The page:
Use this URL to cite or link to this record in EThOS: https://ethos.bl.uk/OrderDetails.do?uin=uk.bl.ethos.494377
Title: Eating behaviour and the role of emotions
Author: Hepworth, Rebecca
ISNI:       0000 0001 3553 9362
Awarding Body: University of Southampton
Current Institution: University of Southampton
Date of Award: 2008
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Abstract:
It is well recognised that emotions impact on eating behaviour and that negative affect in particular can lead to overeating (i.e. stress-induced overeating), which in turn, has been implicated in the onset of obesity. Different psychological views have attempted to understand this relationship and these are reviewed in this paper, with particular emphasis placed on understanding the role of negative affect in the maintenance of overeating. There is a growing body of research suggesting that trait individual differences such as weight category, eating style (emotional, external or restrained eating) and 'sensitivity to reward' are important in moderating this stress-eating relationship. This review therefore proposes to look at the empirical evidence in order to answer several key questions: Is there a general effect of mood on eating in obese and non-obese individuals? Do trait individual differences in eating style and reward sensitivity moderate the relationship between mood and eating? Do other variables (e.g. type of food or stressor) moderate the relationship between mood and eating? The evidence suggests that the findings are mixed with regards to the importance of weight category; i.e., obesity alone does not predict vulnerability to stress-induced eating, as there is a general effect of mood on eating in non-obese individuals. Research findings are discussed which suggest that eating style, sensitivity to reward, type of stressor and type of food consumed, have importance in moderating the stress-eating relationship. However, there is ambiguity surrounding the causal nature of these relationships and there is a lack of theory- driven research, which explores the underlying mechanisms, which might moderate and maintain these relationships. Future research and clinical implications are considered in light of these findings.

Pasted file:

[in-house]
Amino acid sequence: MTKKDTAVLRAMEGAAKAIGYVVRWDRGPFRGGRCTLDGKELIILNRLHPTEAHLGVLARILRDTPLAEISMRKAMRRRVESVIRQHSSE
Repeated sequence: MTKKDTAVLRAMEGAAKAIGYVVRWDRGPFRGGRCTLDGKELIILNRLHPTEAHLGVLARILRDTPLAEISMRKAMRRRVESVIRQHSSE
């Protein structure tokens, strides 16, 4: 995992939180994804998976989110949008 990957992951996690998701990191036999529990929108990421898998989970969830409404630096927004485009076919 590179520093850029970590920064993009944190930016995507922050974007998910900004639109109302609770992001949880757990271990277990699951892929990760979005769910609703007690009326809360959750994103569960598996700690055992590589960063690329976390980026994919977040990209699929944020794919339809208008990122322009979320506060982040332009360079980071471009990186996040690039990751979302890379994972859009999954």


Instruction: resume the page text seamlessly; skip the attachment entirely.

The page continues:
Supervisor: Not available Sponsor: Not available
Qualification Name: Thesis (Ph.D.) Qualification Level: Doctoral
EThOS ID: uk.bl.ethos.494377  DOI: Not available
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